Electrocution is death caused by electric shock, either accidental or deliberate. The word is derived from "electro" and "execution", but it is also used for accidental death. In British English the word also covers non-fatal injuries. The term "electrocution," coined about the time of the first use of the electric chair in 1890, originally referred only to electrical execution (from which it is a portmanteau word), and not to accidental or suicidal electrical deaths. However, since no English word was available for non-judicial deaths due to electric shock, the word "electrocution" eventually took over as a description of all circumstances of electrical death from the new commercial electricity. The first recorded accidental electrocution (besides lightning strikes) occurred in 1879 when a stage carpenter in Lyon, France touched a 250-volt wire.
Death can occur from any shock that carries enough current to stop the heart. Low currents (70â"700 mA) usually trigger fibrillation in the heart, which is reversible via defibrillator but can be fatal without help. Currents as low as 30 mA AC or 300-500 mA DC applied to the body surface can cause fibrillation. Large currents (> 1 A) cause permanent damage via burns, and cellular damage. The voltage necessary to create current of a given level through the body varies widely with the resistance of the skin; wet or sweaty skin or broken skin can allow a larger current to flow. Whether an electric current is fatal is also dependent on the path it takes through the body, which depends in turn on the points at which the current enters and leaves the body. The current path must usually include either the heart or the brain to be fatal.
Execution by electrocution
Execution by electrocution, using an electric chair, has been employed as an official method of capital punishment in only two countries, the United States and the Philippines, and is now almost obsolete. It was invented in the United States in 1881 as a more humane alternative to hanging. It was promoted by inventor Thomas Edison, who built the first electric chair, and conducted many public tests on animals, using alternating current (AC) electricity. Part of Edison's motivation was to make AC electricity look dangerous in the public eye, to give his competing DC electric distribution system an advantage in the war of the currents. The first person to be executed by electrocution was William Kemmler in New Yorkââ'âs Auburn Prison on August 6, 1890; 1000 volts was applied to his body for 17 seconds, but he was found still to be breathing after it and a second shock of 2000 volts was required to kill him.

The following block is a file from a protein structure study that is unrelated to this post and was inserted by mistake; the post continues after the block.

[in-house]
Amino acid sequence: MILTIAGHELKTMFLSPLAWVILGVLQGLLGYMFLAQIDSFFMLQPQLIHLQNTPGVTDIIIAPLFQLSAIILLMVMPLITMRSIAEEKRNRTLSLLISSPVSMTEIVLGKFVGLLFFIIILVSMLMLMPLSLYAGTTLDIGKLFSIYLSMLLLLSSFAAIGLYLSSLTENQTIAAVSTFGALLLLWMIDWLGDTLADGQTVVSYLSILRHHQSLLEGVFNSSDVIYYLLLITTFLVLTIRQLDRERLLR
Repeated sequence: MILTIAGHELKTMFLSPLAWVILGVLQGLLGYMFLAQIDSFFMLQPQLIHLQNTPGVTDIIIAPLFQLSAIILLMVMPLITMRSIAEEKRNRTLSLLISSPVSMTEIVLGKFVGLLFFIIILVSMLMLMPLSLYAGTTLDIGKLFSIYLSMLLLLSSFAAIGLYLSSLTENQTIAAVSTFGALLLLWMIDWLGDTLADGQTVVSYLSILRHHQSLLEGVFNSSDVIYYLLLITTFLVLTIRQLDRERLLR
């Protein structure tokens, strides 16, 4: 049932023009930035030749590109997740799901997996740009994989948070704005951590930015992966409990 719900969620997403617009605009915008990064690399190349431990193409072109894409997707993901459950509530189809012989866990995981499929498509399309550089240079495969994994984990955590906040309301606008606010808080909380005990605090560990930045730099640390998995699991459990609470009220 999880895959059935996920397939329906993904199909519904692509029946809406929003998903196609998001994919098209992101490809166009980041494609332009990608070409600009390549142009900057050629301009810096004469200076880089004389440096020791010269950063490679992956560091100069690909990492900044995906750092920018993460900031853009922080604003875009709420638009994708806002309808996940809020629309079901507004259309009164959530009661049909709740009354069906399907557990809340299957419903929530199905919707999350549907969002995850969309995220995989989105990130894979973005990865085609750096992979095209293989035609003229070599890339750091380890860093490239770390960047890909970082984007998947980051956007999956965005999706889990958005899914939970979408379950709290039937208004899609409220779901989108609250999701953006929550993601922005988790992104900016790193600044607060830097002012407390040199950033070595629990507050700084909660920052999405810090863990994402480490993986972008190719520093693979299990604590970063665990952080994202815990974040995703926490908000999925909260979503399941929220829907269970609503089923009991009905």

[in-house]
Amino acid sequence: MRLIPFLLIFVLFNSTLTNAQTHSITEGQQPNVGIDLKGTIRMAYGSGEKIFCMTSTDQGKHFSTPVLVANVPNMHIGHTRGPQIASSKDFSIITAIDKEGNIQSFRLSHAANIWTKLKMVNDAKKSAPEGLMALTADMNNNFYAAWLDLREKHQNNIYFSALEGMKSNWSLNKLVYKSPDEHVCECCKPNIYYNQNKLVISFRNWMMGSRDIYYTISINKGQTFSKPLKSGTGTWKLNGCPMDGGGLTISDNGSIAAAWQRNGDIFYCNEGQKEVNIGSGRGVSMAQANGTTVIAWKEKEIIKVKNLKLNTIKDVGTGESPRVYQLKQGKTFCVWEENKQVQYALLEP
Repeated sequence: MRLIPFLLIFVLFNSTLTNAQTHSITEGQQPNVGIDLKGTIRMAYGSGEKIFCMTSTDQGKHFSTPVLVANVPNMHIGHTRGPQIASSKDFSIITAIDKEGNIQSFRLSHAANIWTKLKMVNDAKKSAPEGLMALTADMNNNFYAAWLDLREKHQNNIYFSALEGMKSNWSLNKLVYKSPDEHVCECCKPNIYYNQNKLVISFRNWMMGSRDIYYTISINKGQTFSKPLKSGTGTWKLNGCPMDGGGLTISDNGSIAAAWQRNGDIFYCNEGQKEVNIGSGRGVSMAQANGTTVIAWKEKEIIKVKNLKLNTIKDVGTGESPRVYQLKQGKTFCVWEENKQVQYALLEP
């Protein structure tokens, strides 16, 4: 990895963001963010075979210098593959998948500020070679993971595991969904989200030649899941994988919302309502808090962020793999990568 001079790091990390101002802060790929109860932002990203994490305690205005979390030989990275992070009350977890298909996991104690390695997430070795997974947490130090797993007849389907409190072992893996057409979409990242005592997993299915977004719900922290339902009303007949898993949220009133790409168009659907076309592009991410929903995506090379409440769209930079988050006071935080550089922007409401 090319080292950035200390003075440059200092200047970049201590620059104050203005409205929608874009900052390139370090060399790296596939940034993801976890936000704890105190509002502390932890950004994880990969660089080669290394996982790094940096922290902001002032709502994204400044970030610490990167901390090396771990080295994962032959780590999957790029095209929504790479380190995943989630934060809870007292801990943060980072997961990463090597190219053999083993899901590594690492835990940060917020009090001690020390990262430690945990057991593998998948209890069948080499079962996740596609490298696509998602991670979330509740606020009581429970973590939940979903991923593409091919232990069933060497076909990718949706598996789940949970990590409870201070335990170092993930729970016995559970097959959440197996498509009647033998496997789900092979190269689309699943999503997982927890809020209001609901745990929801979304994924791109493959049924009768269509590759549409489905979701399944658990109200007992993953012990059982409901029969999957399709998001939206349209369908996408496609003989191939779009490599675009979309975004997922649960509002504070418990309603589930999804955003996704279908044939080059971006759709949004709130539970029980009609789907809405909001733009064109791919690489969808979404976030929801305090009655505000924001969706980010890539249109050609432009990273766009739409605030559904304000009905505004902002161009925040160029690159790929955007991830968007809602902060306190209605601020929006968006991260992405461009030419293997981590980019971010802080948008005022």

The electric chair became the dominant method of execution in the United States around 1900, and remained so until the 1980s, when lethal injection became widely accepted on the grounds that it was more humane. Today in the United States electrocution is allowable in only six states (Alabama, Florida, Kentucky, South Carolina, Tennessee and Virginia) and then only as a secondary method, which a condemned prisoner may choose as an alternative to lethal injection. The last use of the electric chair was on January 16, 2013, when Robert Gleason elected to be executed with it in Virginia. The Philippines adopted electrocution in 1924 under US occupation, and used it until 1979.
- Capital punishment (death penalty)
- Electric shock
- Electric chair